Among the three most ancient temples which surrounded the holy oak of Zeus in the Dodoni sanctuary, one is sacred to Themis, wife of Zeus and daughter of Ouranos (heaven) and Gaia (earth). The other two are the Holy Residence and the temple of Dioni. The cult of Themis was widespread in the region of Epirus, presumably as continuation of the cult of the prehistoric Great Goddess; it is obvious to honour her in Dodoni, because it relates to the adoration of the Earth. The temple (Building Æ) was identified with the help of an inscription set in lead that was found in the gallery of the bouleuterion (council chamber), mentioning Zeus, and referring to Themis and Dioni as ?Naian gods?, i.e. cohabitants and worshipped together with Zeus. In consequence, both goddesses were in hierarchy the most important ?officers? of Zeus, following immediately after the god. The only element that can be used as evidence for the dating of the temple is the use of soft sandstone for the pilasters of the pronaos (anteroom); this material had been also used a) in the ancient temple of Dioni, b) in the Holy Residence in the time of Pyrrhus, the king of Epirus, and c) in the Doric portico of the bouleuterion. The most probable dating is attributed to the period of the Epirote League (340-232 BC).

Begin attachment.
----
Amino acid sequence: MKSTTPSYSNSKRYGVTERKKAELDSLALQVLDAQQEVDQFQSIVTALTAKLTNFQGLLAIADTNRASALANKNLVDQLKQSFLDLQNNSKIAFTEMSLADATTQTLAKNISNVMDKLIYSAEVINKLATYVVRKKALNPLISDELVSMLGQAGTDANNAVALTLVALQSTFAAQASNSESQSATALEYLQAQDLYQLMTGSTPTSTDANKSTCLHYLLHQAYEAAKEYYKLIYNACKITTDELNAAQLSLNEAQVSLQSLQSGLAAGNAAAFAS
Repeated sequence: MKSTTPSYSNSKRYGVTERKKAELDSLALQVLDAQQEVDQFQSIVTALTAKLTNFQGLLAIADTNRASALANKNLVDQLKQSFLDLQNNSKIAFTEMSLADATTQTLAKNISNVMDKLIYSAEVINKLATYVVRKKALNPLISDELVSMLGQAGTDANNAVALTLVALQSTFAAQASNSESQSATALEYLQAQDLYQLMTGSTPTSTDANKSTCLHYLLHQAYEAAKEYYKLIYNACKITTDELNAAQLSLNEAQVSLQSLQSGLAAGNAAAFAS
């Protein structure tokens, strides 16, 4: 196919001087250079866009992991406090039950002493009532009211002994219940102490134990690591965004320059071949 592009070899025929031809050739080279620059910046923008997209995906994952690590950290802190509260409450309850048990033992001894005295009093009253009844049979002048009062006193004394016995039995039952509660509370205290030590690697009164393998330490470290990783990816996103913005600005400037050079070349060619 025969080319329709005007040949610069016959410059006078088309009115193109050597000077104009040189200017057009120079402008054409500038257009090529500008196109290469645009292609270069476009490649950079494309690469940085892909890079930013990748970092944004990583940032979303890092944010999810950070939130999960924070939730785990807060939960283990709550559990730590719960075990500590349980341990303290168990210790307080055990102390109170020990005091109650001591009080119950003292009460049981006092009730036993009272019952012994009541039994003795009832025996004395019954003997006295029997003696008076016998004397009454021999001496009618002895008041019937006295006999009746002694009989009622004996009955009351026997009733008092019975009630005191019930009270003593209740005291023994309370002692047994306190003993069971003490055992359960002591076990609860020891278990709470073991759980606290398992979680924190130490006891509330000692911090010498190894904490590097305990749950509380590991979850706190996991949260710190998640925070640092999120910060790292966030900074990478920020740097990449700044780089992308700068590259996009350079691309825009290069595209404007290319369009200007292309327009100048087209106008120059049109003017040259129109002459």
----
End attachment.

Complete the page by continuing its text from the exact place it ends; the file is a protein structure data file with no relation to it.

Oriented from northwest to southeast, the temple was of a simple constructive conception, measuring 10.30 x 6.25m. It was prostyle (frontal colonnade) with four Ionic columns, a pronaos and the cella building. The remains in front of the temple belong to the foundations of a large altar (4.20 x 3.30m) and a square pedestal to the east, which presumably supported a votive offering of significance. The carvings show that the orthostates (upright stanchions) surrounded the altar on all four sides, and access could be granted only from the temple. The internal dimensions were 2.60 x 1.80m. On the southwest of the temple stands a small square edifice (Building Ç) not yet identified, so that we still ignore its function and the time of erection.